Though Ivory couldn’t see the exit portal, Sloe had left a marking here, in this spot in Chascadia. She recognized the two scratches of dirt in the land that formed the letter x.
When Sloe lifted his hands again, Ivory’s ears filled with the buzzing and popping of electricity, the signal that the portal had been opened.
Like his father, Sloe was a Time Keeper with the ability to unlock portals between place and time. But the talent had advanced.
“It’s ready, Mom.”
Ivory caught her son’s outstretched hand and looped her arm through his. She narrowed her eyes. Waves of electric current traveled across her face and body, tingling her nerve endings and raising the hair at the nape of her neck.
The portal remained invisible and would remain unseen to passersby, to anyone without the Time Keeper talent. But colors flooded the crackling and popping of electricity that accompanied Ivory and Sloe home. Purples and deep blues swirled around them, pulling them along a tunnel of electric charge.
The last of the sparks faded beneath an amethyst sky.
“Home sweet home,” whispered Ivory. Her hands gripped twisted shapes that branched from a mangled tower of clockwork, gears, and timepieces. She huffed. “Well, as sweet and homelike as a Clock Tower can be.”
Sloe chuckled from a space beside her. “Come on, Mom, let’s ground.”
Freeing his hands, he pressed his feet to the tower and kicked, propelling his body backward. He soared into a double backflip before lithely landing on his feet.
“I wish you’d stop doing that. It scares me every time.”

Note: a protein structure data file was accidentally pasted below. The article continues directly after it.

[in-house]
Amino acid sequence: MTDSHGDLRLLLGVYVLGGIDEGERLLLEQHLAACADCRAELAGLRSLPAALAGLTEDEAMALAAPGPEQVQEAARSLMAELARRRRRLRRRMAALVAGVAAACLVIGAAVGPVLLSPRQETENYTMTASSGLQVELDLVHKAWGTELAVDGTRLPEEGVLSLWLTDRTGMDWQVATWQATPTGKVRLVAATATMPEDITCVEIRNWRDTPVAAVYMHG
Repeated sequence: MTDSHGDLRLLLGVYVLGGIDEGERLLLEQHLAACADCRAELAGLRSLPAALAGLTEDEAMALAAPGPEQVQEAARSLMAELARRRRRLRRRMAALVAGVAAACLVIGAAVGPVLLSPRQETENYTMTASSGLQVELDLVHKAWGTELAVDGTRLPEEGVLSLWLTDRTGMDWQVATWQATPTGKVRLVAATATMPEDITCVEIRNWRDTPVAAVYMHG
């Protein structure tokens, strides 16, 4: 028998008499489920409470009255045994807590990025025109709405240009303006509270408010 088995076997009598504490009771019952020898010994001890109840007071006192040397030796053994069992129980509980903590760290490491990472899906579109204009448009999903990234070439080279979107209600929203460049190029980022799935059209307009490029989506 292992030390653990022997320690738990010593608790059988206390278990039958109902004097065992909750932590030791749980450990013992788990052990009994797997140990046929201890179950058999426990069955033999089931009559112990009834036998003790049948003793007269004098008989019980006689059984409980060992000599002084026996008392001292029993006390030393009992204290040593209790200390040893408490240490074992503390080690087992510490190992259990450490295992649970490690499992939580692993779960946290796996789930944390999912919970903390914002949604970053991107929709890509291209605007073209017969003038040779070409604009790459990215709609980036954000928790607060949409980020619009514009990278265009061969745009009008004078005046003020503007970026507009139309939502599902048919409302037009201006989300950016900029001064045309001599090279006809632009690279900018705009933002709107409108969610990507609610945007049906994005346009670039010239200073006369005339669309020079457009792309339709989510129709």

“But it’s way faster than your route,” he called from the ground below. “You should try it.”
“Not a chance.”
Ivory groaned through gritted teeth before repositioning her hands and feet to grasp handholds and reach footholds, a task she repeated every step of the descent. As she scrambled down the tower, she passed clocks of all shapes and sizes—mantle clocks, digital clocks, and cuckoo clocks; some were simple watch faces or sundials. Before reaching the ground, she hopped over a gargantuan pocket watch set in silver.
“How’s that for sticking my landing?”
Sloe sniffed. He’d already pressed a hand and knee to the ground. Ivory knelt next to her son and did the same.
The ground rumbled, sending a wave of jolts up along the Clock Tower. Timepieces chimed from above, clanging and jingling as they bounced against each other and the tower.
When the rumblings subsided, Sloe rose and brushed dust from his knees. He caught Ivory squinting at a mound of raspberry blue metal piled in the distance, the ruined remains of a jet.
“Do you miss it?” he said. “Traveling by flight? Being a Chauffeur for the Time and Space Travel Agency?”
She jutted her chin and wrapped an arm around his neck. “Sometimes. I’d think about it less if we found somewhere to trash that heap of junk.”
“Don’t get old, kid. Your eyesight dulls, and suddenly no one needs you anymore.”
“But you still have your talent.”
Ivory chuckled darkly. “Yeah, well, it doesn’t do much good while in hiding.”
She exhaled and opened a door—not a portal, but a physical door—that led inside the Clock Tower.